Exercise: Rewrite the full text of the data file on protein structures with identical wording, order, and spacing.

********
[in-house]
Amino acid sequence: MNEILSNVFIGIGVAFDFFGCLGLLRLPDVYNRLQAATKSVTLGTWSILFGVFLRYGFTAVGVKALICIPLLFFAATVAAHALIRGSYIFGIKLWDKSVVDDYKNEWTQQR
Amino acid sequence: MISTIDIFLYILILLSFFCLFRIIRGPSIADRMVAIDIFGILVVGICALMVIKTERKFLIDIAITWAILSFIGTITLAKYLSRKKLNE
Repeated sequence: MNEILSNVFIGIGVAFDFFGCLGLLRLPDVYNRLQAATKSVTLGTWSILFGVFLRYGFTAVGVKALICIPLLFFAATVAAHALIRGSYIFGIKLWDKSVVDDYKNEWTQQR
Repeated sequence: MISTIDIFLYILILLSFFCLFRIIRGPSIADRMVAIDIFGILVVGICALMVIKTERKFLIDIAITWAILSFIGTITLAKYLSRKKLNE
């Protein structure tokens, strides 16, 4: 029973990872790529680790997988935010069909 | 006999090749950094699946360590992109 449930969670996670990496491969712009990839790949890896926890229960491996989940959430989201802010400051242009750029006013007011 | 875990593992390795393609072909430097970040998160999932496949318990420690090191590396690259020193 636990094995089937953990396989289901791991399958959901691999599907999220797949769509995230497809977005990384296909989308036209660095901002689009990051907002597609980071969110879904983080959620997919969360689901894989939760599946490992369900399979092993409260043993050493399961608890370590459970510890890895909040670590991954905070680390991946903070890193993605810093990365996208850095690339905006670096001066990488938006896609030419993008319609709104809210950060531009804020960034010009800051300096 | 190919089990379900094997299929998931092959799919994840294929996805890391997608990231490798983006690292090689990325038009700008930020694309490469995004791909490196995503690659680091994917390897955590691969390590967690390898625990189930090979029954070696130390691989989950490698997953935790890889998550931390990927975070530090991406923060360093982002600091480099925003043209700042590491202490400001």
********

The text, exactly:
[in-house]
Amino acid sequence: MNEILSNVFIGIGVAFDFFGCLGLLRLPDVYNRLQAATKSVTLGTWSILFGVFLRYGFTAVGVKALICIPLLFFAATVAAHALIRGSYIFGIKLWDKSVVDDYKNEWTQQR
Amino acid sequence: MISTIDIFLYILILLSFFCLFRIIRGPSIADRMVAIDIFGILVVGICALMVIKTERKFLIDIAITWAILSFIGTITLAKYLSRKKLNE
Repeated sequence: MNEILSNVFIGIGVAFDFFGCLGLLRLPDVYNRLQAATKSVTLGTWSILFGVFLRYGFTAVGVKALICIPLLFFAATVAAHALIRGSYIFGIKLWDKSVVDDYKNEWTQQR
Repeated sequence: MISTIDIFLYILILLSFFCLFRIIRGPSIADRMVAIDIFGILVVGICALMVIKTERKFLIDIAITWAILSFIGTITLAKYLSRKKLNE
């Protein structure tokens, strides 16, 4: 029973990872790529680790997988935010069909 | 006999090749950094699946360590992109 449930969670996670990496491969712009990839790949890896926890229960491996989940959430989201802010400051242009750029006013007011 | 875990593992390795393609072909430097970040998160999932496949318990420690090191590396690259020193 636990094995089937953990396989289901791991399958959901691999599907999220797949769509995230497809977005990384296909989308036209660095901002689009990051907002597609980071969110879904983080959620997919969360689901894989939760599946490992369900399979092993409260043993050493399961608890370590459970510890890895909040670590991954905070680390991946903070890193993605810093990365996208850095690339905006670096001066990488938006896609030419993008319609709104809210950060531009804020960034010009800051300096 | 190919089990379900094997299929998931092959799919994840294929996805890391997608990231490798983006690292090689990325038009700008930020694309490469995004791909490196995503690659680091994917390897955590691969390590967690390898625990189930090979029954070696130390691989989950490698997953935790890889998550931390990927975070530090991406923060360093982002600091480099925003043209700042590491202490400001």